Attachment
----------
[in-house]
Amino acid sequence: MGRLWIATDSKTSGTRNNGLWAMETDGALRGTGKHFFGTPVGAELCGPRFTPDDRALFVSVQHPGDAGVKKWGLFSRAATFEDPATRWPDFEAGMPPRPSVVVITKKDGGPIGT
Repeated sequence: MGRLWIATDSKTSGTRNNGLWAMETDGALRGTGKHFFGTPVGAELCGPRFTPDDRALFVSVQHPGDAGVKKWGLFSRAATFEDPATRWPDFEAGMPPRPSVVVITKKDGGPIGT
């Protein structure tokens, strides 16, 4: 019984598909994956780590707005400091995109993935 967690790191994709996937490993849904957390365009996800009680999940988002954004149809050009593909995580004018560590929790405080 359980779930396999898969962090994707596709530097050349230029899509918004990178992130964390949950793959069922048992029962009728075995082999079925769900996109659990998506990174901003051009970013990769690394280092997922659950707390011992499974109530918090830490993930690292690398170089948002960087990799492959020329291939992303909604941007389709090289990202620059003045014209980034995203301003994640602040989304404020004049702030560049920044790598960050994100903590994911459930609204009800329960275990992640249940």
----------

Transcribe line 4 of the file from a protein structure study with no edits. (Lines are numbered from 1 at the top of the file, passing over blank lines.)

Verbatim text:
């Protein structure tokens, strides 16, 4: 019984598909994956780590707005400091995109993935 967690790191994709996937490993849904957390365009996800009680999940988002954004149809050009593909995580004018560590929790405080 359980779930396999898969962090994707596709530097050349230029899509918004990178992130964390949950793959069922048992029962009728075995082999079925769900996109659990998506990174901003051009970013990769690394280092997922659950707390011992499974109530918090830490993930690292690398170089948002960087990799492959020329291939992303909604941007389709090289990202620059003045014209980034995203301003994640602040989304404020004049702030560049920044790598960050994100903590994911459930609204009800329960275990992640249940």